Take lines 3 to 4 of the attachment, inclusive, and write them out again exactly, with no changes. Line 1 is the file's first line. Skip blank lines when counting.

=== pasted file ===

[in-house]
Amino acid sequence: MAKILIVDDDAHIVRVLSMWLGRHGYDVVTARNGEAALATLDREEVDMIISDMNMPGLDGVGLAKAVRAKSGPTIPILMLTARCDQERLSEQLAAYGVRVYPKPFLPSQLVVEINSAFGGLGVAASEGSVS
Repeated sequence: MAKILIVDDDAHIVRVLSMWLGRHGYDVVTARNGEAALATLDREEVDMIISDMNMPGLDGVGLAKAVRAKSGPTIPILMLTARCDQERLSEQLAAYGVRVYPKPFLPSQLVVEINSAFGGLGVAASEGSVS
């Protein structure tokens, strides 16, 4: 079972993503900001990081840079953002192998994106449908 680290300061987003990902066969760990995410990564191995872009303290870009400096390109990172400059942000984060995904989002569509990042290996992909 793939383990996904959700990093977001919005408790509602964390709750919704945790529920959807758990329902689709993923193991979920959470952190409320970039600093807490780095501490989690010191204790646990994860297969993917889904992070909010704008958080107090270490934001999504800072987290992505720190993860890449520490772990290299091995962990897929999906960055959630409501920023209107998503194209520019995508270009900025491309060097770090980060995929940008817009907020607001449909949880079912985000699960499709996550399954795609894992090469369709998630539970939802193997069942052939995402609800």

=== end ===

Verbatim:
Repeated sequence: MAKILIVDDDAHIVRVLSMWLGRHGYDVVTARNGEAALATLDREEVDMIISDMNMPGLDGVGLAKAVRAKSGPTIPILMLTARCDQERLSEQLAAYGVRVYPKPFLPSQLVVEINSAFGGLGVAASEGSVS
């Protein structure tokens, strides 16, 4: 079972993503900001990081840079953002192998994106449908 680290300061987003990902066969760990995410990564191995872009303290870009400096390109990172400059942000984060995904989002569509990042290996992909 793939383990996904959700990093977001919005408790509602964390709750919704945790529920959807758990329902689709993923193991979920959470952190409320970039600093807490780095501490989690010191204790646990994860297969993917889904992070909010704008958080107090270490934001999504800072987290992505720190993860890449520490772990290299091995962990897929999906960055959630409501920023209107998503194209520019995508270009900025491309060097770090980060995929940008817009907020607001449909949880079912985000699960499709996550399954795609894992090469369709998630539970939802193997069942052939995402609800």